Lest you think the Spurs are robots, puppeteered by a dictator whose idea of entertainment is torturing TV reporters, they ARE human beings who still burn at the thought of blowing last year’s Finals in Miami. Somehow, they didn’t protect a five-point lead In Game 6 with 28 seconds left in regulation, letting Ray Allen hit his epic three-pointer. And somehow, Duncan missed a late gimme in Game 7, leading to their demise. Not long ago, Popovich let his guard down to a reporter from the San Antonio Express-News, admitting how his first-ever loss in an NBA Finals has stuck with him.

“I think about Game 6 every day,” Popovich said. “Without exception. I think about every play. I can see LeBron’s first shot, and the rebound, and the second … I’ve been quite lugubrious.”

Definition of lugubrious, according to the New Oxford American Dictionary programmed into my MacBook: “Looking or sounding sad and dismal.’’

Rather than sulk and fade, the Spurs compiled the league’s best record — helped by a 19-game winning streak in the final weeks of the regular season — and will have the Game 7 home advantage they didn’t have against the Heat. They also will have, in Leonard, a player who should continue to emerge as a force in this postseason. This is not another supporting-cast member hailing from another land, which describes many players on a roster expertly shaped by Popovich and R.C. Buford. Leonard is a stud, with Popovich going so far to call him an emerging face of the franchise. No one doubts that Parker is still this team’s most important player, but when Leonard wasn’t out with a hand injury, the Spurs were 54-14 this season.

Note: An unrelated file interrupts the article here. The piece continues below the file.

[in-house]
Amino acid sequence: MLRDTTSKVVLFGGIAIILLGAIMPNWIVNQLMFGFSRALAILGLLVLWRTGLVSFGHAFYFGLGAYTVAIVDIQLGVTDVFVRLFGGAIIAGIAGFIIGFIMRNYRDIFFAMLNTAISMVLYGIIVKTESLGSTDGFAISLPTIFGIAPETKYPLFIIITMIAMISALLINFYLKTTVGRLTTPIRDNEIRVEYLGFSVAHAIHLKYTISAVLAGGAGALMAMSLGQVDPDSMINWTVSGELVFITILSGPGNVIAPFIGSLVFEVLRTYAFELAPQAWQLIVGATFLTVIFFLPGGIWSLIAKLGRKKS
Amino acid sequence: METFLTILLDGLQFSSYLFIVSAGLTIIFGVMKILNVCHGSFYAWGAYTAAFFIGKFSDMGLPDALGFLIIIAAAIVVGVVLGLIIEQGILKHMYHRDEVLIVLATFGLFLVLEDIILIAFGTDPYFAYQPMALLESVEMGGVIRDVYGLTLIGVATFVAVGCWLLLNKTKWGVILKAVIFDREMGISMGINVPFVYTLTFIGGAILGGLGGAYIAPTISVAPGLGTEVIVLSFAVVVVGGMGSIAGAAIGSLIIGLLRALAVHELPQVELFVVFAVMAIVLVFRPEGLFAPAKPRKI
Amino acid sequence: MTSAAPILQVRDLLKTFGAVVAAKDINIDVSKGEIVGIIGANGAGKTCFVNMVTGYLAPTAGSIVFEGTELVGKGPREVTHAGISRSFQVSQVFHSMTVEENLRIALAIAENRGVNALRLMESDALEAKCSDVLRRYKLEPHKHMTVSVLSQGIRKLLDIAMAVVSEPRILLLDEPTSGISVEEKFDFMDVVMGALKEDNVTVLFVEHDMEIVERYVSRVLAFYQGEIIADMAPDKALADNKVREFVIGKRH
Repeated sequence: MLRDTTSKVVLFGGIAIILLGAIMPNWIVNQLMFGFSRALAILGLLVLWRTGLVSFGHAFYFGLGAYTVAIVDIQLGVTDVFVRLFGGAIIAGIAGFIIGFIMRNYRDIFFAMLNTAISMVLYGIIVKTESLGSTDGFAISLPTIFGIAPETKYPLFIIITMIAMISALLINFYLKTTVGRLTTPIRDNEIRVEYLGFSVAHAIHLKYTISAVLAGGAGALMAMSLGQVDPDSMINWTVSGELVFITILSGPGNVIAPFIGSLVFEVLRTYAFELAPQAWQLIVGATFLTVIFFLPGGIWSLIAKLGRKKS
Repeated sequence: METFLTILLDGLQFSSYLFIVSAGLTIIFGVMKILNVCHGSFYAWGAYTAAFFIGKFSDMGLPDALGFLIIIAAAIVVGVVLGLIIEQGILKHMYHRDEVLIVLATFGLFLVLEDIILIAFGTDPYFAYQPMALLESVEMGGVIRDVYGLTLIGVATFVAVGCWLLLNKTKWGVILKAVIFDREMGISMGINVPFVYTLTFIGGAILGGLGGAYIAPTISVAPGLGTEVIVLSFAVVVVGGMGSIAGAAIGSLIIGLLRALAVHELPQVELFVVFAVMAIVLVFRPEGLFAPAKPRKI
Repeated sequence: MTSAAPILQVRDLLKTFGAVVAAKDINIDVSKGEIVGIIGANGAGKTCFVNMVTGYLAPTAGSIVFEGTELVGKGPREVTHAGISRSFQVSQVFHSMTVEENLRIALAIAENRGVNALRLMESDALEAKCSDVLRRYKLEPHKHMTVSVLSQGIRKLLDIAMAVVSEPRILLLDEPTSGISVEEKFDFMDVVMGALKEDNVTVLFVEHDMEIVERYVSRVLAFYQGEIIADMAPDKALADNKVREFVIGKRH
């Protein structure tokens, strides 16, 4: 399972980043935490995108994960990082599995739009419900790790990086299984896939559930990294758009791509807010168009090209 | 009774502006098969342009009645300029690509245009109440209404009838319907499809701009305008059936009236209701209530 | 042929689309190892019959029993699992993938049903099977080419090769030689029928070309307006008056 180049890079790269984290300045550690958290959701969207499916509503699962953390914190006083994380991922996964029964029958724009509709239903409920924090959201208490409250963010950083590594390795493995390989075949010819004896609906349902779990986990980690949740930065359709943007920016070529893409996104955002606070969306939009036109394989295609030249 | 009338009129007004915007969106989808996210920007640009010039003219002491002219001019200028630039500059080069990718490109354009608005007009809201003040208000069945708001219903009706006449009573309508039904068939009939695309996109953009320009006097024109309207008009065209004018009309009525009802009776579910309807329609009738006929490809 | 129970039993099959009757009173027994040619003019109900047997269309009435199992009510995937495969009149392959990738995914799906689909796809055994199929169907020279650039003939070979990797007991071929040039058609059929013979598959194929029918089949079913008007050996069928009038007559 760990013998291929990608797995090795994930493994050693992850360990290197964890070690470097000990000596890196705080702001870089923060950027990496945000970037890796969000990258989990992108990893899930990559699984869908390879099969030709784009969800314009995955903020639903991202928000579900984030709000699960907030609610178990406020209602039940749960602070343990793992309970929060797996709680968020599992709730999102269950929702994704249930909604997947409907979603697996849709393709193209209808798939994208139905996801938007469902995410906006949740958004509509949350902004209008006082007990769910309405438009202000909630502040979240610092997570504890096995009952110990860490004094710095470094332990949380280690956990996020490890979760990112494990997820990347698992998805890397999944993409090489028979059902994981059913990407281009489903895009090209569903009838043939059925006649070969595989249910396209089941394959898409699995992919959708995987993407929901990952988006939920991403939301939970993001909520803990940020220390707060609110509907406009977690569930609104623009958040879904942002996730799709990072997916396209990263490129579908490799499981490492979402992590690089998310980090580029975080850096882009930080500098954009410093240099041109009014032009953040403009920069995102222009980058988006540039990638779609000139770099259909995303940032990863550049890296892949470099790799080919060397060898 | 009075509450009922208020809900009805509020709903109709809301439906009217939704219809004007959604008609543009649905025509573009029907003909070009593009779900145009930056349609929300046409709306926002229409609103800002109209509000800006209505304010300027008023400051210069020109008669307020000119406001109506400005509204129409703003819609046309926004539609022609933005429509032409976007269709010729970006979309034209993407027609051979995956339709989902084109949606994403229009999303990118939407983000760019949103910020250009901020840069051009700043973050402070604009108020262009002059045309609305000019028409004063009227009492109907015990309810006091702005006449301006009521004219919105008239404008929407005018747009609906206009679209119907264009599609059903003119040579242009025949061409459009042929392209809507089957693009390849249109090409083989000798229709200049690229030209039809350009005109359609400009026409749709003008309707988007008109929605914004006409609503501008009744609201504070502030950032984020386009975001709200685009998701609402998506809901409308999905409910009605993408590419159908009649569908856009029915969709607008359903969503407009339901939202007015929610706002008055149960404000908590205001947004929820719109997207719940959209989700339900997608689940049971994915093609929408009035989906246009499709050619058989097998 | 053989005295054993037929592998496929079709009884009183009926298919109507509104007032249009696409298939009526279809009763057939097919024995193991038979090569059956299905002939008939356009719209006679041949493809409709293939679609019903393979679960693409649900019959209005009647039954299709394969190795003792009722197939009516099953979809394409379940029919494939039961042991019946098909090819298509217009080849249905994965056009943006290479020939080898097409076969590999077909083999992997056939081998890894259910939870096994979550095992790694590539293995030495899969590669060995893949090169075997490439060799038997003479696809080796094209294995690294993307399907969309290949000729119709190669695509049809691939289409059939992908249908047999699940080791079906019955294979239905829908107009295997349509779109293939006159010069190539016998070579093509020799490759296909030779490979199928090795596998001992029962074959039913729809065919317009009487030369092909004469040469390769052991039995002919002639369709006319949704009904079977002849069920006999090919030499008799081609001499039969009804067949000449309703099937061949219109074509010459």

“I’ve been working hard to be one of the focal points in the NBA, one of the top guys. For him to say that and see that I could be the face, it just brings joy to me,” Leonard said of Popovich’s praise. “I’m just happy that someone else sees it other than myself.”

A Spurs-Clippers final in the West would pit The System against basketball’s New Hollywood, where Blake Griffin and Chris/Cliff Paul make as many TV ads as they win games. Doc Rivers has the Clippers on a championship path, having turned Griffin into a complete player and DeAndre Jordan into a two-way big man. But they aren’t ready yet. By process of osmosis and elimination, then, there is only one team capable of winning the championship. And with the motivation of failure bubbling in their bloodstream, the Spurs are more dangerous than usual. Popovich tells a story about his daughter, Jill, and how she lectured him while he was immersed in self-pity last summer.

“OK, Dad, let me get this straight: You won four championships, and you go to a fifth Finals. Other coaches lose all the time. But poor Greggy can’t lose because he’s special. Can you please get over yourself? End of story.’’

Actually, that was the beginning of the story, with a far less lugubrious ending due in June.